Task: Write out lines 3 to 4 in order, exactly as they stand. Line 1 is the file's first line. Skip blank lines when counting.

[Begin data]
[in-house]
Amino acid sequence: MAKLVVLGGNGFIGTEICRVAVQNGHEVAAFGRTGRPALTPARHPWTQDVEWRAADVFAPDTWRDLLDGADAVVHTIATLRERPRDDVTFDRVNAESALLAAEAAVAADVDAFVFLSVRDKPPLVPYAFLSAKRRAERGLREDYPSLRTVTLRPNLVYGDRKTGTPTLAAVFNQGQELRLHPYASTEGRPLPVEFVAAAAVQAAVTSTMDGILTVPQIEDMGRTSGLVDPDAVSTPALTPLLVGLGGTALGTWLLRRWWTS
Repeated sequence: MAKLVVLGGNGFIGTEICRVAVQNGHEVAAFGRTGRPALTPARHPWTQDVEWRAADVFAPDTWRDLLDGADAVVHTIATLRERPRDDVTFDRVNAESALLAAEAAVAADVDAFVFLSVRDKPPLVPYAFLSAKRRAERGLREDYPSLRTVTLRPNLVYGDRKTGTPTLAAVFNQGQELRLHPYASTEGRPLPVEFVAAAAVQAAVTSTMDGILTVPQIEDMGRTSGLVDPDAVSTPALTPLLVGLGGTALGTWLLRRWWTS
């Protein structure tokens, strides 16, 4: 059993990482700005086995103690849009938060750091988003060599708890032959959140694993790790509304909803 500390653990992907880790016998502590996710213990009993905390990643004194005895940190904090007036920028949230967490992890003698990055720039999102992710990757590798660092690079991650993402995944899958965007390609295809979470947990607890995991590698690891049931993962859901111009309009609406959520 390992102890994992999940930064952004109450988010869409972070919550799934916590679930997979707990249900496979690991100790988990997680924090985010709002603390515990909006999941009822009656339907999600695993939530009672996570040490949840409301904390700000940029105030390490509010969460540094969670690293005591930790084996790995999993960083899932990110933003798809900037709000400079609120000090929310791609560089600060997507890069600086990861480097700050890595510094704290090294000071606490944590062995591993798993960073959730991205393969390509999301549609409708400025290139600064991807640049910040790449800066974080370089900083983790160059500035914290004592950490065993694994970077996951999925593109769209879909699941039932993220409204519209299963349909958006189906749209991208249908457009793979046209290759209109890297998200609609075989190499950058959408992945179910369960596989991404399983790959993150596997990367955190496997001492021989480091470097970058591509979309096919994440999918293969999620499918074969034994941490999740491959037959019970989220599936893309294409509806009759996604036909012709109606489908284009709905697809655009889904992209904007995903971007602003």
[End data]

Repeated sequence: MAKLVVLGGNGFIGTEICRVAVQNGHEVAAFGRTGRPALTPARHPWTQDVEWRAADVFAPDTWRDLLDGADAVVHTIATLRERPRDDVTFDRVNAESALLAAEAAVAADVDAFVFLSVRDKPPLVPYAFLSAKRRAERGLREDYPSLRTVTLRPNLVYGDRKTGTPTLAAVFNQGQELRLHPYASTEGRPLPVEFVAAAAVQAAVTSTMDGILTVPQIEDMGRTSGLVDPDAVSTPALTPLLVGLGGTALGTWLLRRWWTS
């Protein structure tokens, strides 16, 4: 059993990482700005086995103690849009938060750091988003060599708890032959959140694993790790509304909803 500390653990992907880790016998502590996710213990009993905390990643004194005895940190904090007036920028949230967490992890003698990055720039999102992710990757590798660092690079991650993402995944899958965007390609295809979470947990607890995991590698690891049931993962859901111009309009609406959520 390992102890994992999940930064952004109450988010869409972070919550799934916590679930997979707990249900496979690991100790988990997680924090985010709002603390515990909006999941009822009656339907999600695993939530009672996570040490949840409301904390700000940029105030390490509010969460540094969670690293005591930790084996790995999993960083899932990110933003798809900037709000400079609120000090929310791609560089600060997507890069600086990861480097700050890595510094704290090294000071606490944590062995591993798993960073959730991205393969390509999301549609409708400025290139600064991807640049910040790449800066974080370089900083983790160059500035914290004592950490065993694994970077996951999925593109769209879909699941039932993220409204519209299963349909958006189906749209991208249908457009793979046209290759209109890297998200609609075989190499950058959408992945179910369960596989991404399983790959993150596997990367955190496997001492021989480091470097970058591509979309096919994440999918293969999620499918074969034994941490999740491959037959019970989220599936893309294409509806009759996604036909012709109606489908284009709905697809655009889904992209904007995903971007602003």